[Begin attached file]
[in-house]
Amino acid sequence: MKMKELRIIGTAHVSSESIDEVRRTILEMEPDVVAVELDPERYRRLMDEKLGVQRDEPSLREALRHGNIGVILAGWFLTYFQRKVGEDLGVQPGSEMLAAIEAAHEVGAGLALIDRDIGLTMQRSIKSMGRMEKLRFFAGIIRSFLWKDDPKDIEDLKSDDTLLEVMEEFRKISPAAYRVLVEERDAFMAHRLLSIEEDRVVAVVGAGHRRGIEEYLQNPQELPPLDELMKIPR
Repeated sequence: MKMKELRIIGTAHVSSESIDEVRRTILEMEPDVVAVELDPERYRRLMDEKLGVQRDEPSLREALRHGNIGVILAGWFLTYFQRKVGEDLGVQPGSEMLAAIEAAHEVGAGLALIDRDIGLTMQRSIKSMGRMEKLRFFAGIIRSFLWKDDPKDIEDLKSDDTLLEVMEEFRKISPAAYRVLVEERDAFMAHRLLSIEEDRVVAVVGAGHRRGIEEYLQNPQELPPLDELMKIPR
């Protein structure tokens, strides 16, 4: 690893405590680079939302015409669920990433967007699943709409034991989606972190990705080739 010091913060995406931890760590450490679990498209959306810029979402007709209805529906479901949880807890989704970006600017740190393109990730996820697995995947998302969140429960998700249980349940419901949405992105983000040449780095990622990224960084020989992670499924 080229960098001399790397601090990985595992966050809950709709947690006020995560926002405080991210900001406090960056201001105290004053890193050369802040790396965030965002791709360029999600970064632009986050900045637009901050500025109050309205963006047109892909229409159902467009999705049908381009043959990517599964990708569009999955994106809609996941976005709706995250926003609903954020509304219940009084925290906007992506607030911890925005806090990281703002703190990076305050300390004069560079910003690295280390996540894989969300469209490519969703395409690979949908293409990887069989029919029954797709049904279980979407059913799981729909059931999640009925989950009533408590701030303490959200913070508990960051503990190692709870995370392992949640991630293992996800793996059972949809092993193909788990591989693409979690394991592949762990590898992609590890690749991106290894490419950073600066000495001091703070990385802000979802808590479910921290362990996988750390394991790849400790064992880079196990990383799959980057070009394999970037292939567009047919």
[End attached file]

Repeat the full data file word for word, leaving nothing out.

[in-house]
Amino acid sequence: MKMKELRIIGTAHVSSESIDEVRRTILEMEPDVVAVELDPERYRRLMDEKLGVQRDEPSLREALRHGNIGVILAGWFLTYFQRKVGEDLGVQPGSEMLAAIEAAHEVGAGLALIDRDIGLTMQRSIKSMGRMEKLRFFAGIIRSFLWKDDPKDIEDLKSDDTLLEVMEEFRKISPAAYRVLVEERDAFMAHRLLSIEEDRVVAVVGAGHRRGIEEYLQNPQELPPLDELMKIPR
Repeated sequence: MKMKELRIIGTAHVSSESIDEVRRTILEMEPDVVAVELDPERYRRLMDEKLGVQRDEPSLREALRHGNIGVILAGWFLTYFQRKVGEDLGVQPGSEMLAAIEAAHEVGAGLALIDRDIGLTMQRSIKSMGRMEKLRFFAGIIRSFLWKDDPKDIEDLKSDDTLLEVMEEFRKISPAAYRVLVEERDAFMAHRLLSIEEDRVVAVVGAGHRRGIEEYLQNPQELPPLDELMKIPR
């Protein structure tokens, strides 16, 4: 690893405590680079939302015409669920990433967007699943709409034991989606972190990705080739 010091913060995406931890760590450490679990498209959306810029979402007709209805529906479901949880807890989704970006600017740190393109990730996820697995995947998302969140429960998700249980349940419901949405992105983000040449780095990622990224960084020989992670499924 080229960098001399790397601090990985595992966050809950709709947690006020995560926002405080991210900001406090960056201001105290004053890193050369802040790396965030965002791709360029999600970064632009986050900045637009901050500025109050309205963006047109892909229409159902467009999705049908381009043959990517599964990708569009999955994106809609996941976005709706995250926003609903954020509304219940009084925290906007992506607030911890925005806090990281703002703190990076305050300390004069560079910003690295280390996540894989969300469209490519969703395409690979949908293409990887069989029919029954797709049904279980979407059913799981729909059931999640009925989950009533408590701030303490959200913070508990960051503990190692709870995370392992949640991630293992996800793996059972949809092993193909788990591989693409979690394991592949762990590898992609590890690749991106290894490419950073600066000495001091703070990385802000979802808590479910921290362990996988750390394991790849400790064992880079196990990383799959980057070009394999970037292939567009047919």